It’s not overstating things to say that last night’s bowling could have been very different from how it turned out. Nor is it false humility to say that I had more than my fair share of good luck last night. Let’s set up the night by looking at what led up to the start of practice.
Over the weekend, I helped my mother move. Lots of lifting and carrying of things left my hands feeling a bit beat up. They weren’t too sore, but they were definitely a bit swollen, and I had to take some tape out of my ball when I put my hand in for the first time when I arrived at the bowling center.
In addition to this, I’d trained at the gym earlier in the day. Over the last few weeks, I’ve been back in the gym and have not been training on Mondays to avoid being too tired or sore on league night. With a few weeks of working out under my belt, I decided to hit the gym yesterday and see what the effects would be on my performance.
How’d it go?
During practice, things definitely felt a bit off. My game wasn’t feeling particularly bad, but it definitely wasn’t feeling good either. I couldn’t pinpoint any real cause, but I was definitely a bit more “spinny” with my release. Despite this, it appeared fairly obvious that the left lane was playing tighter than the right lane. My Track Stealth wasn’t quite going through the pins correctly, so toward the end of practice, I hit the ball with my somewhat used 2000 grit Abralon pad in hopes of getting a bit better midlane read.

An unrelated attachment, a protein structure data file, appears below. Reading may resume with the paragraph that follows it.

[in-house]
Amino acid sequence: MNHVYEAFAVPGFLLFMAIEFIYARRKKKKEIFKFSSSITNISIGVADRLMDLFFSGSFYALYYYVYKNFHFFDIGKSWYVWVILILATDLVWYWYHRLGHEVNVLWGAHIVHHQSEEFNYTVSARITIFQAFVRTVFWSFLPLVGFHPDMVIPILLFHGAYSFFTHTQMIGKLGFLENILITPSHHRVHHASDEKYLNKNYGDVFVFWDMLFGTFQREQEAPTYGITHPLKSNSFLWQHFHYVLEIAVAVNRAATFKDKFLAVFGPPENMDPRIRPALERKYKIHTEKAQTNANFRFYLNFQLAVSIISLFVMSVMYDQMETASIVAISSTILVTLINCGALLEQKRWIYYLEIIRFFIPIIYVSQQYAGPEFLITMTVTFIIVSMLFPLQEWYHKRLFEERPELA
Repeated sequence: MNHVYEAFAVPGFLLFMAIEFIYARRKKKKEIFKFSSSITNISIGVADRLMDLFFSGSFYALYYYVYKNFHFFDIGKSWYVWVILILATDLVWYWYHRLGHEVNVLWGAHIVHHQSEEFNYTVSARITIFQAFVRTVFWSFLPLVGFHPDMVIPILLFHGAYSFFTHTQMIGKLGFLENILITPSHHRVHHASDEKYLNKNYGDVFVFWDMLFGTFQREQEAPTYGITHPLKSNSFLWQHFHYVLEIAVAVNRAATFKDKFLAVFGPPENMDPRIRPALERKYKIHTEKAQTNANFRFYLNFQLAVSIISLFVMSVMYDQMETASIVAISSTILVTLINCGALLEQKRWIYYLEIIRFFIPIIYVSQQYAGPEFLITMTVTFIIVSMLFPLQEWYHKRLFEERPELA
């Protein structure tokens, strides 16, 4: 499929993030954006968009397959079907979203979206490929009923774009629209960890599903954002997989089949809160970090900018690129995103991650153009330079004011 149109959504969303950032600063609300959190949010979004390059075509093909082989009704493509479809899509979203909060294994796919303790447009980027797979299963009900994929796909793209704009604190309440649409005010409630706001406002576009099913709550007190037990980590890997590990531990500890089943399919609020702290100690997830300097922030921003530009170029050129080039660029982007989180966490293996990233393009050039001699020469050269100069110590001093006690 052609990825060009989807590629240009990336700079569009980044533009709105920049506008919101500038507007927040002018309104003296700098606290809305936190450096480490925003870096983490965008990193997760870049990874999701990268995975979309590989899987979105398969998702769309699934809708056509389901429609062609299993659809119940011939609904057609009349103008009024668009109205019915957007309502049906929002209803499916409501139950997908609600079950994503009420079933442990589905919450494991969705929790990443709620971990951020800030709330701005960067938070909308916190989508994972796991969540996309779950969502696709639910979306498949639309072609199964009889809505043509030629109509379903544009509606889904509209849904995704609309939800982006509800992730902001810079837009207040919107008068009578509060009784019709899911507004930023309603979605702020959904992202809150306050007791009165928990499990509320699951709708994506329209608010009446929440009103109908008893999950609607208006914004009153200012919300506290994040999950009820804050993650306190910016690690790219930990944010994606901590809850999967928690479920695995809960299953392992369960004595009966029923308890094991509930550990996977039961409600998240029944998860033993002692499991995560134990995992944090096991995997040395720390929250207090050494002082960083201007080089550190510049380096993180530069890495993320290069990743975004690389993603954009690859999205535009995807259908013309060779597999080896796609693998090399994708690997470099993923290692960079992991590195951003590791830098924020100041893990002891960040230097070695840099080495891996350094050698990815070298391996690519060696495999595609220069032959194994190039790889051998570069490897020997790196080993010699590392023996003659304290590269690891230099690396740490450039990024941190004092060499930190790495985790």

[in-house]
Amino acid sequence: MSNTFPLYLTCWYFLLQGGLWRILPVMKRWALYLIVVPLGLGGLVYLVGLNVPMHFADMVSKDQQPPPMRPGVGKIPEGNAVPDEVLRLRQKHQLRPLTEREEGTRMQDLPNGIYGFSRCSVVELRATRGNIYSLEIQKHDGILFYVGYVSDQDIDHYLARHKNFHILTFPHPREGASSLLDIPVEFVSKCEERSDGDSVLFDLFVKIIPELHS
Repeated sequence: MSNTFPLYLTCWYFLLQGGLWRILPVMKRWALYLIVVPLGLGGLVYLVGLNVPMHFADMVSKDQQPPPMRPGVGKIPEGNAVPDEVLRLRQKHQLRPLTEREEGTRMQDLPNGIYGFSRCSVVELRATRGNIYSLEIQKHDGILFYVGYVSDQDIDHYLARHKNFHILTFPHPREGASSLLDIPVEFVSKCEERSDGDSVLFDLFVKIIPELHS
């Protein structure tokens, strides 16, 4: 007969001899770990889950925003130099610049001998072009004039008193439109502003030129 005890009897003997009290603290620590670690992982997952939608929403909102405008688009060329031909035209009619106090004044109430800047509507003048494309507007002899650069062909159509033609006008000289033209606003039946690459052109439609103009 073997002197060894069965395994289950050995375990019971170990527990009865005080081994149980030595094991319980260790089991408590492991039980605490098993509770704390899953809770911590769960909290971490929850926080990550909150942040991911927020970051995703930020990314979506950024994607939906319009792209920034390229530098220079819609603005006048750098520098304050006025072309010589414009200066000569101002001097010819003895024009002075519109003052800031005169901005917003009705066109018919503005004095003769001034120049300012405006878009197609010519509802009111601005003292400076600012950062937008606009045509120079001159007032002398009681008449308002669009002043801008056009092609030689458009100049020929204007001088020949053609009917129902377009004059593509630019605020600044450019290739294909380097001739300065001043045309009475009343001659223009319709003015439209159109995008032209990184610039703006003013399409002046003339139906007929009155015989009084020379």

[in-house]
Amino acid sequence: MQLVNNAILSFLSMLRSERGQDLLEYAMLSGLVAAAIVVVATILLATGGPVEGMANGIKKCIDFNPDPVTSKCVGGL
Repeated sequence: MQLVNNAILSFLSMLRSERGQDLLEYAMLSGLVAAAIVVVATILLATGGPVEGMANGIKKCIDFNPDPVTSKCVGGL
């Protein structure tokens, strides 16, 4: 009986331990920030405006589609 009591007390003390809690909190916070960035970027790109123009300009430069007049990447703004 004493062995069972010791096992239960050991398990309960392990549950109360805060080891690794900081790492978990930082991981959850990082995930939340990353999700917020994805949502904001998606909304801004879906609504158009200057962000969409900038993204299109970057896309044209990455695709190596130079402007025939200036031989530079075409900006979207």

The start of the night was surprising, to say the least. My first shot on the left lane went through the face. Thinking I’d just grabbed it, I went to the right lane where I was playing two boards inside with my feet. I went high again, which told me that the first shot definitely wasn’t just me. Still thinking I’d grabbed it a little, I moved only one board left and then went through the face again.
By some miracle, I had two strikes and just one split to show for this. I still didn’t know where the extra hook had come from, because even with the extra surface in practice, and any potential transition, I hadn’t seen signs of this kind of over-hooking reaction in my last two shots in practice. Oh well, I thought…just make a bigger move. So I jumped three more boards inside with my feet, continued to play the lanes two boards different, and finished the game clean from then on out.